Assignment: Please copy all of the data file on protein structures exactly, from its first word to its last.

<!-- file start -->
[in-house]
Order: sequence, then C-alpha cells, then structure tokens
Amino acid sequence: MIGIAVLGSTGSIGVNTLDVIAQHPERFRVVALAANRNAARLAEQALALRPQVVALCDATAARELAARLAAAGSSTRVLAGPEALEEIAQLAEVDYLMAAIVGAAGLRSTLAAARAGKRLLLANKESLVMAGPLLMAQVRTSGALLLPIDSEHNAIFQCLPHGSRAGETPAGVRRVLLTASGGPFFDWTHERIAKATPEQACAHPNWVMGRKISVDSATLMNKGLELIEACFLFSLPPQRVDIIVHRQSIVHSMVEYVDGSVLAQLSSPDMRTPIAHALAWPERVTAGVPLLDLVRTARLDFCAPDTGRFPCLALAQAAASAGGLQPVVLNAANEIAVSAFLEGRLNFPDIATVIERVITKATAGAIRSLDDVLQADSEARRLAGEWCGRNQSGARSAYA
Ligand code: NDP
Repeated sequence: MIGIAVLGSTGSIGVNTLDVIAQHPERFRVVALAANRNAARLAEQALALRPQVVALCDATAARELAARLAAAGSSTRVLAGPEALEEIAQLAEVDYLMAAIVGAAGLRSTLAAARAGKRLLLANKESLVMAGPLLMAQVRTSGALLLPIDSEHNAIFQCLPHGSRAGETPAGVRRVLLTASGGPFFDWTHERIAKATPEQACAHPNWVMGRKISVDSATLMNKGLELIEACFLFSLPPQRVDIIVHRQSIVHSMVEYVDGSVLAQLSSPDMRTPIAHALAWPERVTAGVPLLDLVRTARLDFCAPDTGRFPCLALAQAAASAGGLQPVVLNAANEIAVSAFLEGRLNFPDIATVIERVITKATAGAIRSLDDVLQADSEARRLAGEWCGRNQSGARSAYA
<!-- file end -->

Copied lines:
[in-house]
Order: sequence, then C-alpha cells, then structure tokens
Amino acid sequence: MIGIAVLGSTGSIGVNTLDVIAQHPERFRVVALAANRNAARLAEQALALRPQVVALCDATAARELAARLAAAGSSTRVLAGPEALEEIAQLAEVDYLMAAIVGAAGLRSTLAAARAGKRLLLANKESLVMAGPLLMAQVRTSGALLLPIDSEHNAIFQCLPHGSRAGETPAGVRRVLLTASGGPFFDWTHERIAKATPEQACAHPNWVMGRKISVDSATLMNKGLELIEACFLFSLPPQRVDIIVHRQSIVHSMVEYVDGSVLAQLSSPDMRTPIAHALAWPERVTAGVPLLDLVRTARLDFCAPDTGRFPCLALAQAAASAGGLQPVVLNAANEIAVSAFLEGRLNFPDIATVIERVITKATAGAIRSLDDVLQADSEARRLAGEWCGRNQSGARSAYA
Ligand code: NDP
Repeated sequence: MIGIAVLGSTGSIGVNTLDVIAQHPERFRVVALAANRNAARLAEQALALRPQVVALCDATAARELAARLAAAGSSTRVLAGPEALEEIAQLAEVDYLMAAIVGAAGLRSTLAAARAGKRLLLANKESLVMAGPLLMAQVRTSGALLLPIDSEHNAIFQCLPHGSRAGETPAGVRRVLLTASGGPFFDWTHERIAKATPEQACAHPNWVMGRKISVDSATLMNKGLELIEACFLFSLPPQRVDIIVHRQSIVHSMVEYVDGSVLAQLSSPDMRTPIAHALAWPERVTAGVPLLDLVRTARLDFCAPDTGRFPCLALAQAAASAGGLQPVVLNAANEIAVSAFLEGRLNFPDIATVIERVITKATAGAIRSLDDVLQADSEARRLAGEWCGRNQSGARSAYA